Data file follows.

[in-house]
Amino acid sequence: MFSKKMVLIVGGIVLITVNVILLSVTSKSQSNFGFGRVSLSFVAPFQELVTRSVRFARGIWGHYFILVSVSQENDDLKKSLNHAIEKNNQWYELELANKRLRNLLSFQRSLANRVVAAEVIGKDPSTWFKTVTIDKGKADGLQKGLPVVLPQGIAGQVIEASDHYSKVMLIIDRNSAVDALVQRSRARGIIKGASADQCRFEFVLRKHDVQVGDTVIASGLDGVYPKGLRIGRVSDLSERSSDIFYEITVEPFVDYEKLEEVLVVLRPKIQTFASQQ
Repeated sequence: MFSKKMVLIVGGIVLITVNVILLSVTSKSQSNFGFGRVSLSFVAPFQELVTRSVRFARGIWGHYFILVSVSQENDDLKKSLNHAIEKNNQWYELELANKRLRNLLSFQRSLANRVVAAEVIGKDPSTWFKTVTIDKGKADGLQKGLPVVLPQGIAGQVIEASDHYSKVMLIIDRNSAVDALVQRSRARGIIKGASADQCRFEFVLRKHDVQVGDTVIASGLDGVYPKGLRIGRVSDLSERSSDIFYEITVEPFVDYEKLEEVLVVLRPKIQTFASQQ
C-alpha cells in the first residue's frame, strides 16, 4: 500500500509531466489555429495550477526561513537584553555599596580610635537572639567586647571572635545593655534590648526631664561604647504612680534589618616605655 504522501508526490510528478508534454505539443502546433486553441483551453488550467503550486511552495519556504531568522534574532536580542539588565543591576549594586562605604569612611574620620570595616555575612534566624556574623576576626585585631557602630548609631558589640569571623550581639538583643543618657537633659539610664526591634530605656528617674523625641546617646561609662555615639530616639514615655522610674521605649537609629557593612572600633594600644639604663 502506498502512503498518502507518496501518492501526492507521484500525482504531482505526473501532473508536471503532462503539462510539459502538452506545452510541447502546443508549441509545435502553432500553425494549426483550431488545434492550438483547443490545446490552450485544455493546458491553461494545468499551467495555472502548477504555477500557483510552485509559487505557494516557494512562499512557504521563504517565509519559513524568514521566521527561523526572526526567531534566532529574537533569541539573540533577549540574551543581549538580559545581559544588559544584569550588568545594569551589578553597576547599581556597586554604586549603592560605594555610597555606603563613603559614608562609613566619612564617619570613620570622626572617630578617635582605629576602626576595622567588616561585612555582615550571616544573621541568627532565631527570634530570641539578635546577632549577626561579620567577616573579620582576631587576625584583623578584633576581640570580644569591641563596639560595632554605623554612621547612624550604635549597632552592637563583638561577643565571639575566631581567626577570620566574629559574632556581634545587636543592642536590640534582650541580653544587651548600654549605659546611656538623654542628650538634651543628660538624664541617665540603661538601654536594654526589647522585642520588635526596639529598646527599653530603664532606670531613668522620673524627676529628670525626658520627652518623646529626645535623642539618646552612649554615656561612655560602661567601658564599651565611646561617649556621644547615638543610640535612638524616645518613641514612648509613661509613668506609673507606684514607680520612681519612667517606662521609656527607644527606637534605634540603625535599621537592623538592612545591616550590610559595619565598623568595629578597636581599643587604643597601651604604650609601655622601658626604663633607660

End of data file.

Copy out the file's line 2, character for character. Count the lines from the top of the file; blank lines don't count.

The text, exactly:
Amino acid sequence: MFSKKMVLIVGGIVLITVNVILLSVTSKSQSNFGFGRVSLSFVAPFQELVTRSVRFARGIWGHYFILVSVSQENDDLKKSLNHAIEKNNQWYELELANKRLRNLLSFQRSLANRVVAAEVIGKDPSTWFKTVTIDKGKADGLQKGLPVVLPQGIAGQVIEASDHYSKVMLIIDRNSAVDALVQRSRARGIIKGASADQCRFEFVLRKHDVQVGDTVIASGLDGVYPKGLRIGRVSDLSERSSDIFYEITVEPFVDYEKLEEVLVVLRPKIQTFASQQ